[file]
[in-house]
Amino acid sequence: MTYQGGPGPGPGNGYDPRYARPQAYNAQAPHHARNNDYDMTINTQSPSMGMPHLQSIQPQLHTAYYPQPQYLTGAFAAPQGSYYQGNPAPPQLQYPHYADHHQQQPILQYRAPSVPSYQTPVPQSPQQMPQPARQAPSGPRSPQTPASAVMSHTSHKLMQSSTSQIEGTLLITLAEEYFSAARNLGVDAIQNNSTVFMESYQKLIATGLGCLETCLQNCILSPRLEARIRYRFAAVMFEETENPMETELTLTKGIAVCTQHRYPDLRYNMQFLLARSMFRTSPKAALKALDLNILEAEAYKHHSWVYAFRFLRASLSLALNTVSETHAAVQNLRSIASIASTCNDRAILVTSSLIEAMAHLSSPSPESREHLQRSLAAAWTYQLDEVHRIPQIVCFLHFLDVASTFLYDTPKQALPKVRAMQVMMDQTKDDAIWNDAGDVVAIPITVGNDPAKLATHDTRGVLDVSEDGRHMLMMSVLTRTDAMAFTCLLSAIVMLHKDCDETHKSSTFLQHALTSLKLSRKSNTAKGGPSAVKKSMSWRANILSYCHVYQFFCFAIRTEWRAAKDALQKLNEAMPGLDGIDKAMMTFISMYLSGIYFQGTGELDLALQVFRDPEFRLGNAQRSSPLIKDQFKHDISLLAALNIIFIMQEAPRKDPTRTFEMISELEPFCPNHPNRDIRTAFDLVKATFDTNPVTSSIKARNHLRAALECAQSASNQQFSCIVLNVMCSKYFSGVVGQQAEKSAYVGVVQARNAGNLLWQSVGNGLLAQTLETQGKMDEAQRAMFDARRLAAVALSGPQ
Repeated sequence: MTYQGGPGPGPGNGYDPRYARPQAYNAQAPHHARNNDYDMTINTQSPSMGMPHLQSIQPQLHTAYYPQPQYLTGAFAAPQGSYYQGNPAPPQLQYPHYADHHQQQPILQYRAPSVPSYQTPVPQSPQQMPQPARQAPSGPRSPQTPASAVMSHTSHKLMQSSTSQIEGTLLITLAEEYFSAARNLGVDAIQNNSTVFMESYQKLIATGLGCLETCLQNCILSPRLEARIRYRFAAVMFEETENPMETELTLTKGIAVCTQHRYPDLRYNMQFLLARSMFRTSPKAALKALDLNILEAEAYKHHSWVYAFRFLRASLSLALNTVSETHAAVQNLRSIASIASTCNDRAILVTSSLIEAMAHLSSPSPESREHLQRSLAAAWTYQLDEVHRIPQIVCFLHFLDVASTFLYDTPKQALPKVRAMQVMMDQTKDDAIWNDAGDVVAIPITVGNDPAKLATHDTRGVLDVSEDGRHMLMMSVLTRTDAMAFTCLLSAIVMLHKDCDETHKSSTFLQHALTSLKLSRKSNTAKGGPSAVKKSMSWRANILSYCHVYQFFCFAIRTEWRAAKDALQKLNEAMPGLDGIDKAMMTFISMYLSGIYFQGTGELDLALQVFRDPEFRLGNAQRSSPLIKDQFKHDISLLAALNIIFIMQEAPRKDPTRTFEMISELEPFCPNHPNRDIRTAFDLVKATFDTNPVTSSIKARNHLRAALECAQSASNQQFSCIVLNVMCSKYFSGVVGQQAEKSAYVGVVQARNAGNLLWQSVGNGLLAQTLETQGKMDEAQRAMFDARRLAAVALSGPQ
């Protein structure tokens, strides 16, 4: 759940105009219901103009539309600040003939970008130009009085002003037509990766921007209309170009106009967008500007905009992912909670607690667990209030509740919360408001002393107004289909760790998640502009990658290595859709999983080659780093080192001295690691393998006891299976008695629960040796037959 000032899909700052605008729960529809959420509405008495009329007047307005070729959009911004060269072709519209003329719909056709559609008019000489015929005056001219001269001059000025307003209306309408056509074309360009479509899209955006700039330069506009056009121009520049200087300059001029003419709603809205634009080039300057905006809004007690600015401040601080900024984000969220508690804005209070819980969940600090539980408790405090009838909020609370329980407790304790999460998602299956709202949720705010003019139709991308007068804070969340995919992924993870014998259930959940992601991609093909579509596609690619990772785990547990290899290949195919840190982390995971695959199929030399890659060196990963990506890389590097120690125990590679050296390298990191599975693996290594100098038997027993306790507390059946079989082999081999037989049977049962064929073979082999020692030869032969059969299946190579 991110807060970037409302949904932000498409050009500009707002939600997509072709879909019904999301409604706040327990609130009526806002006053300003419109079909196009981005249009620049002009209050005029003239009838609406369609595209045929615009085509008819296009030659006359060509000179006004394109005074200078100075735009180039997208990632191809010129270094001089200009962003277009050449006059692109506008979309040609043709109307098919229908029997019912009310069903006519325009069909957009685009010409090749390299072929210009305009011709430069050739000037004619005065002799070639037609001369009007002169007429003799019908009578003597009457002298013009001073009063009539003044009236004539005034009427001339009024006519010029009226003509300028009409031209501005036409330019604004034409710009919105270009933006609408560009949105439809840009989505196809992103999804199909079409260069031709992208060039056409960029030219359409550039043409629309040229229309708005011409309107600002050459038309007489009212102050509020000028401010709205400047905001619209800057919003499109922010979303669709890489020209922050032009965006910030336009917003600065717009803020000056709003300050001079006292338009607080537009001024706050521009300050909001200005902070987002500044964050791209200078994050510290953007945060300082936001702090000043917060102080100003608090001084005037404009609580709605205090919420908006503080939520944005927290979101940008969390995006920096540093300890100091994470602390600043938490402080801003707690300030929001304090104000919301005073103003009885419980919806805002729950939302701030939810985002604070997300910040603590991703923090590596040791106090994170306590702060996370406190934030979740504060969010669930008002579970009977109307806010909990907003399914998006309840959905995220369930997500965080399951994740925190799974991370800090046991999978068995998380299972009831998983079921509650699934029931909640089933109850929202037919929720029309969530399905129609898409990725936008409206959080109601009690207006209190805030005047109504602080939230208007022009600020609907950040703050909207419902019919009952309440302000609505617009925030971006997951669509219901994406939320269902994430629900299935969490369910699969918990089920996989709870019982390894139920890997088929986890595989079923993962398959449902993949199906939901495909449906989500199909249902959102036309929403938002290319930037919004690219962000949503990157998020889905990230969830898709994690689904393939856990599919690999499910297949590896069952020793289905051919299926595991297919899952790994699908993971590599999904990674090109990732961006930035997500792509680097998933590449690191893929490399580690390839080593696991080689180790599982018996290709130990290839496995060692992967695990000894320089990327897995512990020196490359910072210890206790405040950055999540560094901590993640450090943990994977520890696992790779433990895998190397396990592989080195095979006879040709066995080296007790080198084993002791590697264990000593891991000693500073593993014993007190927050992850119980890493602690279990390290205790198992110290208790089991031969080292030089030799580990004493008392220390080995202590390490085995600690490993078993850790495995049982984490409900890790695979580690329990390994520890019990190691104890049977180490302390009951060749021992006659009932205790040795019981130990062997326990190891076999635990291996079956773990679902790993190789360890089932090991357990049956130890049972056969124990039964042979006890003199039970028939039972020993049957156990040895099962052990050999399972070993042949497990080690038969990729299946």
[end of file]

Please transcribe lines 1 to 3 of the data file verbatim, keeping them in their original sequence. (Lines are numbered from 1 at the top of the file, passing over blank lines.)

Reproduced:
[in-house]
Amino acid sequence: MTYQGGPGPGPGNGYDPRYARPQAYNAQAPHHARNNDYDMTINTQSPSMGMPHLQSIQPQLHTAYYPQPQYLTGAFAAPQGSYYQGNPAPPQLQYPHYADHHQQQPILQYRAPSVPSYQTPVPQSPQQMPQPARQAPSGPRSPQTPASAVMSHTSHKLMQSSTSQIEGTLLITLAEEYFSAARNLGVDAIQNNSTVFMESYQKLIATGLGCLETCLQNCILSPRLEARIRYRFAAVMFEETENPMETELTLTKGIAVCTQHRYPDLRYNMQFLLARSMFRTSPKAALKALDLNILEAEAYKHHSWVYAFRFLRASLSLALNTVSETHAAVQNLRSIASIASTCNDRAILVTSSLIEAMAHLSSPSPESREHLQRSLAAAWTYQLDEVHRIPQIVCFLHFLDVASTFLYDTPKQALPKVRAMQVMMDQTKDDAIWNDAGDVVAIPITVGNDPAKLATHDTRGVLDVSEDGRHMLMMSVLTRTDAMAFTCLLSAIVMLHKDCDETHKSSTFLQHALTSLKLSRKSNTAKGGPSAVKKSMSWRANILSYCHVYQFFCFAIRTEWRAAKDALQKLNEAMPGLDGIDKAMMTFISMYLSGIYFQGTGELDLALQVFRDPEFRLGNAQRSSPLIKDQFKHDISLLAALNIIFIMQEAPRKDPTRTFEMISELEPFCPNHPNRDIRTAFDLVKATFDTNPVTSSIKARNHLRAALECAQSASNQQFSCIVLNVMCSKYFSGVVGQQAEKSAYVGVVQARNAGNLLWQSVGNGLLAQTLETQGKMDEAQRAMFDARRLAAVALSGPQ
Repeated sequence: MTYQGGPGPGPGNGYDPRYARPQAYNAQAPHHARNNDYDMTINTQSPSMGMPHLQSIQPQLHTAYYPQPQYLTGAFAAPQGSYYQGNPAPPQLQYPHYADHHQQQPILQYRAPSVPSYQTPVPQSPQQMPQPARQAPSGPRSPQTPASAVMSHTSHKLMQSSTSQIEGTLLITLAEEYFSAARNLGVDAIQNNSTVFMESYQKLIATGLGCLETCLQNCILSPRLEARIRYRFAAVMFEETENPMETELTLTKGIAVCTQHRYPDLRYNMQFLLARSMFRTSPKAALKALDLNILEAEAYKHHSWVYAFRFLRASLSLALNTVSETHAAVQNLRSIASIASTCNDRAILVTSSLIEAMAHLSSPSPESREHLQRSLAAAWTYQLDEVHRIPQIVCFLHFLDVASTFLYDTPKQALPKVRAMQVMMDQTKDDAIWNDAGDVVAIPITVGNDPAKLATHDTRGVLDVSEDGRHMLMMSVLTRTDAMAFTCLLSAIVMLHKDCDETHKSSTFLQHALTSLKLSRKSNTAKGGPSAVKKSMSWRANILSYCHVYQFFCFAIRTEWRAAKDALQKLNEAMPGLDGIDKAMMTFISMYLSGIYFQGTGELDLALQVFRDPEFRLGNAQRSSPLIKDQFKHDISLLAALNIIFIMQEAPRKDPTRTFEMISELEPFCPNHPNRDIRTAFDLVKATFDTNPVTSSIKARNHLRAALECAQSASNQQFSCIVLNVMCSKYFSGVVGQQAEKSAYVGVVQARNAGNLLWQSVGNGLLAQTLETQGKMDEAQRAMFDARRLAAVALSGPQ